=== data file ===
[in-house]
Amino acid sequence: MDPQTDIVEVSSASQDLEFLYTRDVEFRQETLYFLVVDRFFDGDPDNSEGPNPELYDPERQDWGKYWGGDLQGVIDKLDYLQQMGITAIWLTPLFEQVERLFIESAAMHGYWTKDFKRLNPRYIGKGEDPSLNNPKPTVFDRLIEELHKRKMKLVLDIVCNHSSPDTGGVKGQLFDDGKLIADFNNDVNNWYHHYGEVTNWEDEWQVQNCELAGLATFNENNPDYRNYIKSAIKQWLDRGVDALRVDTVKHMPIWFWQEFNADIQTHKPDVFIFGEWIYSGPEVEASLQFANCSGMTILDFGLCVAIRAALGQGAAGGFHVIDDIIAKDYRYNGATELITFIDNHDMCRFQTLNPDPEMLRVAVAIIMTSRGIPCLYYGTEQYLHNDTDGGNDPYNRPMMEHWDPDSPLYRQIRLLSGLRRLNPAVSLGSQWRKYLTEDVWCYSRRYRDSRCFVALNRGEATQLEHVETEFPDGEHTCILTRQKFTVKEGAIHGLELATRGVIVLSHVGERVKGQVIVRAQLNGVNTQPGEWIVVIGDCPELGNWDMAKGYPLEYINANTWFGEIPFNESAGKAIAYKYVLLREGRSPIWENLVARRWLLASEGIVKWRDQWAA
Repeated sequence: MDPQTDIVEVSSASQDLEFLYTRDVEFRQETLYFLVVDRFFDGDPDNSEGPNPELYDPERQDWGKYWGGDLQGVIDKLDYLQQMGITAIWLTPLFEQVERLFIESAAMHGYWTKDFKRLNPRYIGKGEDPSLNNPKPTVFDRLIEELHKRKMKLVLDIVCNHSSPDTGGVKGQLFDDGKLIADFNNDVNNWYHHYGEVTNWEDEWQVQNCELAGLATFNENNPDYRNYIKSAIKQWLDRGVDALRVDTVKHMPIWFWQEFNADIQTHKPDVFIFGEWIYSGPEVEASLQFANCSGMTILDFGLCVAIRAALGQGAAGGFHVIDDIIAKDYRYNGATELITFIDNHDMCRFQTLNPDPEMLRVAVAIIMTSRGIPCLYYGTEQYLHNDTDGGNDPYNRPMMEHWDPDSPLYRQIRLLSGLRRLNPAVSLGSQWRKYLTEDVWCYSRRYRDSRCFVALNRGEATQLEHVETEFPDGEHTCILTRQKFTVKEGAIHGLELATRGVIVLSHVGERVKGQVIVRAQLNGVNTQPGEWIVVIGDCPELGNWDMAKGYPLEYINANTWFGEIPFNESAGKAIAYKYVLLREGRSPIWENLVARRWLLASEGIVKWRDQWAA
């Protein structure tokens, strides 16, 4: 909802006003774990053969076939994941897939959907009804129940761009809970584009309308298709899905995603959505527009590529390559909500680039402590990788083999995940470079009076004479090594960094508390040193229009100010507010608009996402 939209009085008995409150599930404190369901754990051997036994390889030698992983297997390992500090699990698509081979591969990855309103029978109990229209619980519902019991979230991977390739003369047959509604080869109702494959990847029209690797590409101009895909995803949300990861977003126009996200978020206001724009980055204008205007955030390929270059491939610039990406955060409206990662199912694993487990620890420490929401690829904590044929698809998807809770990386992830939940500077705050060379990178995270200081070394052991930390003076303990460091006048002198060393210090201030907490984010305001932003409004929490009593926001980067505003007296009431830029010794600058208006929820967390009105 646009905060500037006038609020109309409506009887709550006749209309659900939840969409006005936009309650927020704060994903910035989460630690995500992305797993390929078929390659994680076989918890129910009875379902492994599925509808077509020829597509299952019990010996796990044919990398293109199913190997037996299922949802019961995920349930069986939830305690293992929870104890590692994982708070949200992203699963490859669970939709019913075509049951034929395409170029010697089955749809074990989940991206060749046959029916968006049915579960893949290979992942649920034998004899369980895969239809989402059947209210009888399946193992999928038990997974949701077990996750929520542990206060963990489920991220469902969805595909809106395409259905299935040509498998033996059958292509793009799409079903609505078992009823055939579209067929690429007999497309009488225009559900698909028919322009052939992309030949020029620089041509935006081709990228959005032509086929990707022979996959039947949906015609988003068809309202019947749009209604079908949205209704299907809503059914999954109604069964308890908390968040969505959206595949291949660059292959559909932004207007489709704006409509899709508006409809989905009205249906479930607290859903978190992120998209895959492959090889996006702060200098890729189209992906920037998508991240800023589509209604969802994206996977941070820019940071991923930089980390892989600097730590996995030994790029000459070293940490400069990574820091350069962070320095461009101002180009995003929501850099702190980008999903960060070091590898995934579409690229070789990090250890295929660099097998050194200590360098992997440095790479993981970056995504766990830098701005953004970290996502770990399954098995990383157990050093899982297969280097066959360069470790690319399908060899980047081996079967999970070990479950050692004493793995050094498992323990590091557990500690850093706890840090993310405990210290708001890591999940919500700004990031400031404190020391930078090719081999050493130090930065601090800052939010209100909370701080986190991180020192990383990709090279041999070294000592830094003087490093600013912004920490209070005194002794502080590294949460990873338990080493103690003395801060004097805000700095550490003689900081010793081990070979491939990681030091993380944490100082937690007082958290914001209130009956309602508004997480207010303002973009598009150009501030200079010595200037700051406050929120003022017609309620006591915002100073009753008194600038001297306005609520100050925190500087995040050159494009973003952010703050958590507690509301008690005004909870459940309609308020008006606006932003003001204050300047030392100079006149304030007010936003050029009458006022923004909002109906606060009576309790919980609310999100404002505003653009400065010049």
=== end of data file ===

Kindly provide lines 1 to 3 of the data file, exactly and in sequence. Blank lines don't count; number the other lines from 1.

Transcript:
[in-house]
Amino acid sequence: MDPQTDIVEVSSASQDLEFLYTRDVEFRQETLYFLVVDRFFDGDPDNSEGPNPELYDPERQDWGKYWGGDLQGVIDKLDYLQQMGITAIWLTPLFEQVERLFIESAAMHGYWTKDFKRLNPRYIGKGEDPSLNNPKPTVFDRLIEELHKRKMKLVLDIVCNHSSPDTGGVKGQLFDDGKLIADFNNDVNNWYHHYGEVTNWEDEWQVQNCELAGLATFNENNPDYRNYIKSAIKQWLDRGVDALRVDTVKHMPIWFWQEFNADIQTHKPDVFIFGEWIYSGPEVEASLQFANCSGMTILDFGLCVAIRAALGQGAAGGFHVIDDIIAKDYRYNGATELITFIDNHDMCRFQTLNPDPEMLRVAVAIIMTSRGIPCLYYGTEQYLHNDTDGGNDPYNRPMMEHWDPDSPLYRQIRLLSGLRRLNPAVSLGSQWRKYLTEDVWCYSRRYRDSRCFVALNRGEATQLEHVETEFPDGEHTCILTRQKFTVKEGAIHGLELATRGVIVLSHVGERVKGQVIVRAQLNGVNTQPGEWIVVIGDCPELGNWDMAKGYPLEYINANTWFGEIPFNESAGKAIAYKYVLLREGRSPIWENLVARRWLLASEGIVKWRDQWAA
Repeated sequence: MDPQTDIVEVSSASQDLEFLYTRDVEFRQETLYFLVVDRFFDGDPDNSEGPNPELYDPERQDWGKYWGGDLQGVIDKLDYLQQMGITAIWLTPLFEQVERLFIESAAMHGYWTKDFKRLNPRYIGKGEDPSLNNPKPTVFDRLIEELHKRKMKLVLDIVCNHSSPDTGGVKGQLFDDGKLIADFNNDVNNWYHHYGEVTNWEDEWQVQNCELAGLATFNENNPDYRNYIKSAIKQWLDRGVDALRVDTVKHMPIWFWQEFNADIQTHKPDVFIFGEWIYSGPEVEASLQFANCSGMTILDFGLCVAIRAALGQGAAGGFHVIDDIIAKDYRYNGATELITFIDNHDMCRFQTLNPDPEMLRVAVAIIMTSRGIPCLYYGTEQYLHNDTDGGNDPYNRPMMEHWDPDSPLYRQIRLLSGLRRLNPAVSLGSQWRKYLTEDVWCYSRRYRDSRCFVALNRGEATQLEHVETEFPDGEHTCILTRQKFTVKEGAIHGLELATRGVIVLSHVGERVKGQVIVRAQLNGVNTQPGEWIVVIGDCPELGNWDMAKGYPLEYINANTWFGEIPFNESAGKAIAYKYVLLREGRSPIWENLVARRWLLASEGIVKWRDQWAA